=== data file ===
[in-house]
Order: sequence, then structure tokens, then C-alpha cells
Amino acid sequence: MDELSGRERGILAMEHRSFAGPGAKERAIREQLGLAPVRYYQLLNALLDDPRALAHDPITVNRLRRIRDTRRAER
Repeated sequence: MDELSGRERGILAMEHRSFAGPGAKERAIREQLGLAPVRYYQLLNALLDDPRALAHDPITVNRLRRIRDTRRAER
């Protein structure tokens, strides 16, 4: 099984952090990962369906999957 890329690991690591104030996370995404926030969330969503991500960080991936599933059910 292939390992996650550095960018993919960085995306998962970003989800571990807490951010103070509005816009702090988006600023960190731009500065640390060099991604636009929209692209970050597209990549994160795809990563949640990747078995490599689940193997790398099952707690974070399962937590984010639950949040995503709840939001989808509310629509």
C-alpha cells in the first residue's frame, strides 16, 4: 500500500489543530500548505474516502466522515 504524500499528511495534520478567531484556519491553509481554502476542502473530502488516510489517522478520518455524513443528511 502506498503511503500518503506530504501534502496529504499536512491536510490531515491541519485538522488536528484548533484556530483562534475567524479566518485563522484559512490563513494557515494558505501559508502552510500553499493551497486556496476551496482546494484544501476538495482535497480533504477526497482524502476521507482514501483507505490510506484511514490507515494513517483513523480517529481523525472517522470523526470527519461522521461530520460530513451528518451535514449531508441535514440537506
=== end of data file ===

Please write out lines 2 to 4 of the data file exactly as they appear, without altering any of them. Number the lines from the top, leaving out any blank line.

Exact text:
Order: sequence, then structure tokens, then C-alpha cells
Amino acid sequence: MDELSGRERGILAMEHRSFAGPGAKERAIREQLGLAPVRYYQLLNALLDDPRALAHDPITVNRLRRIRDTRRAER
Repeated sequence: MDELSGRERGILAMEHRSFAGPGAKERAIREQLGLAPVRYYQLLNALLDDPRALAHDPITVNRLRRIRDTRRAER